Despite producing two award-winning games, Elixir eventually sold off its intellectual property and shut down, and Hassabis went on to get a Ph.D. in cognitive neuroscience from University College London. By then, he had already embarked on the crusade that would lead him to cofound DeepMind in 2010: the creation of artificial general intelligence—software capable of learning to perform many disparate tasks as well or better than people. DeepMind’s lofty goal, Hassabis once said, was “to solve intelligence, and then use it to solve everything else.” Hassabis already had an inkling that protein folding just might be one of those first “everything elses.”

        Hassabis was doing a postdoc at the Massachusetts Institute of Technology in 2009 when he heard about an online game called Foldit. Foldit was designed by researchers at the University of Washington and, like Fold@home, it was a “citizens science” project for protein folding. But instead of yoking together idle microchips, Foldit was designed to harness idle brains.

        Foldit is a puzzle-like game in which human players, without any knowledge of biology, compete to fold proteins, earning points for creating shapes that are plausible. Researchers then analyze the highest-scoring designs to see if they can help complete unsolved protein structures. The game has attracted tens of thousands of players and, in a number of documented cases, produced better protein structures than protein-folding computer algorithms. “I thought it was fascinating from the standpoint of, can we use the addictiveness of games and the joy of them, and in the background not only are they having fun, but they are doing something useful for science,” Hassabis says.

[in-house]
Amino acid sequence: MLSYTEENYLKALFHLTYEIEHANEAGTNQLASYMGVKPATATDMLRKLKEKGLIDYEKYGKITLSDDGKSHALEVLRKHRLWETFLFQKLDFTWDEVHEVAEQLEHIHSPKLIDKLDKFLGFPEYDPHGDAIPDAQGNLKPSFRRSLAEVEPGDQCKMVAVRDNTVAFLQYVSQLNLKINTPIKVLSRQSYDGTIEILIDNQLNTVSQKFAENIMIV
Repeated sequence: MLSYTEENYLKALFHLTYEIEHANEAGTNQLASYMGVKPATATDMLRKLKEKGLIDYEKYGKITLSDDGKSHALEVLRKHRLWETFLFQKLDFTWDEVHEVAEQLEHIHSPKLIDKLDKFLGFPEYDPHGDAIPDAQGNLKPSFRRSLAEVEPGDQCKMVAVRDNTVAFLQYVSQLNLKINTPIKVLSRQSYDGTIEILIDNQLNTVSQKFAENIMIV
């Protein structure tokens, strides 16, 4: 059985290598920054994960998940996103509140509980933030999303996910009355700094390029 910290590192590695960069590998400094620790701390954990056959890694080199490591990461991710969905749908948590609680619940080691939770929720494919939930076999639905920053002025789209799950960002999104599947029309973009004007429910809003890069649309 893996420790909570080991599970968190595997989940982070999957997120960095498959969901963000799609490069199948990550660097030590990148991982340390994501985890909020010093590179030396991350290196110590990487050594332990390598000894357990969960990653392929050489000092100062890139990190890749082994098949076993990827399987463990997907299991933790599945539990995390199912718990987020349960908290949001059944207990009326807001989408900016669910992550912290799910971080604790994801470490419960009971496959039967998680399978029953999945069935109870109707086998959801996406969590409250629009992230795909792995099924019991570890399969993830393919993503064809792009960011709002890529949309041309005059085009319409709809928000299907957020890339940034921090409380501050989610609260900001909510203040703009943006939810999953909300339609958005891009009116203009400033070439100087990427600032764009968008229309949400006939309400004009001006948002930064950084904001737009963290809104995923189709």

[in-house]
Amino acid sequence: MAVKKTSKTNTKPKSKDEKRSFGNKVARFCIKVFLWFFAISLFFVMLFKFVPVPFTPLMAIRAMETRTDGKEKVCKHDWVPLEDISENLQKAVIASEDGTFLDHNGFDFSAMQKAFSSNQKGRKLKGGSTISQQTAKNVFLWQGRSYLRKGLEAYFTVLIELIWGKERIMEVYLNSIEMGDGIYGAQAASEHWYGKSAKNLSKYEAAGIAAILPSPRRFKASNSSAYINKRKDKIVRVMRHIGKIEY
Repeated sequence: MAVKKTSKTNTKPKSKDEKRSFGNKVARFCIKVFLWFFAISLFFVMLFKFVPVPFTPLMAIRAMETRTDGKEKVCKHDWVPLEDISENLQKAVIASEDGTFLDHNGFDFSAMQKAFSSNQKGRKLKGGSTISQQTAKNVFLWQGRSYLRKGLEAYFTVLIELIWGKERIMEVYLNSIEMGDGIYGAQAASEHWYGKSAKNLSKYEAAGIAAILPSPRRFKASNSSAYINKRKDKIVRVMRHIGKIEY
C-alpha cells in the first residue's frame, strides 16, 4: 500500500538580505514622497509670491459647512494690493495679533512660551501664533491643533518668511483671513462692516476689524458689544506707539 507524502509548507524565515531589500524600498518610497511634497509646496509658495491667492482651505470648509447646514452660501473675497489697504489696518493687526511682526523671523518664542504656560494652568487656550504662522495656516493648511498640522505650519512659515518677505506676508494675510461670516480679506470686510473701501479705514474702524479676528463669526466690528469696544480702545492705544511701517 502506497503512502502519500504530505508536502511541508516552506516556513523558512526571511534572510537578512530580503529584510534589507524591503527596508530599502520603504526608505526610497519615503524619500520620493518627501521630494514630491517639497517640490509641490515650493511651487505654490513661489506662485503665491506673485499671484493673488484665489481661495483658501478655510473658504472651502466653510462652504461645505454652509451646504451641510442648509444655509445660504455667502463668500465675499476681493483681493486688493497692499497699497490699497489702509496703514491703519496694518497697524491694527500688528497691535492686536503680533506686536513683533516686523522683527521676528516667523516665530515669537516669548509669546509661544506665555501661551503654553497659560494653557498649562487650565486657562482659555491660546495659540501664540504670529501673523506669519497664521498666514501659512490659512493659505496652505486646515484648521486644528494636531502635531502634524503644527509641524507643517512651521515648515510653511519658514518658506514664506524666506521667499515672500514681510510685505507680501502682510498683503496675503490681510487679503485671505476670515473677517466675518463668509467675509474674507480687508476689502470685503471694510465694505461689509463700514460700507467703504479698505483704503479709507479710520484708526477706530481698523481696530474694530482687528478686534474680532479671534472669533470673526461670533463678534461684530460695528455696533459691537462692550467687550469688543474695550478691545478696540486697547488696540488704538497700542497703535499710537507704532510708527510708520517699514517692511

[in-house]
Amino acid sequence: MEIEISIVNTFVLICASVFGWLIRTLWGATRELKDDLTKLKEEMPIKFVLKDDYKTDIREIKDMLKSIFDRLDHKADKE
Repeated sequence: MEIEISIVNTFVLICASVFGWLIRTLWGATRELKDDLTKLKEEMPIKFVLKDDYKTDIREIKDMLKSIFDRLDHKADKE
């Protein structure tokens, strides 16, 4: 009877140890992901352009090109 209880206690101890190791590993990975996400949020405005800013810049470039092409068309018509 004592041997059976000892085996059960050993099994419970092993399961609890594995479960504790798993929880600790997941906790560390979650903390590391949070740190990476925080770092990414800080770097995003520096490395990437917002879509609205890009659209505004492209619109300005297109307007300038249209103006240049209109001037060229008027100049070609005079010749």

But there was another reason Foldit would continue to capture Hassabis’s imagination. Games are a particularly good arena for a kind of A.I. training called reinforcement learning. This is where software learns from experience, essentially by trial and error, to get better at a task. In a computer game, software can experiment endlessly, playing over and over again, improving gradually until it reaches superhuman skill, without causing any real-world harm. Games also have ready-made and unambiguous ways to tell if a particular action or set of actions is effective: points and wins. Those metrics provide a very clear way to benchmark performance—something that doesn’t exist for many real-world problems, where the most effective move may be far more ambiguous and the entire concept of “winning” may not apply.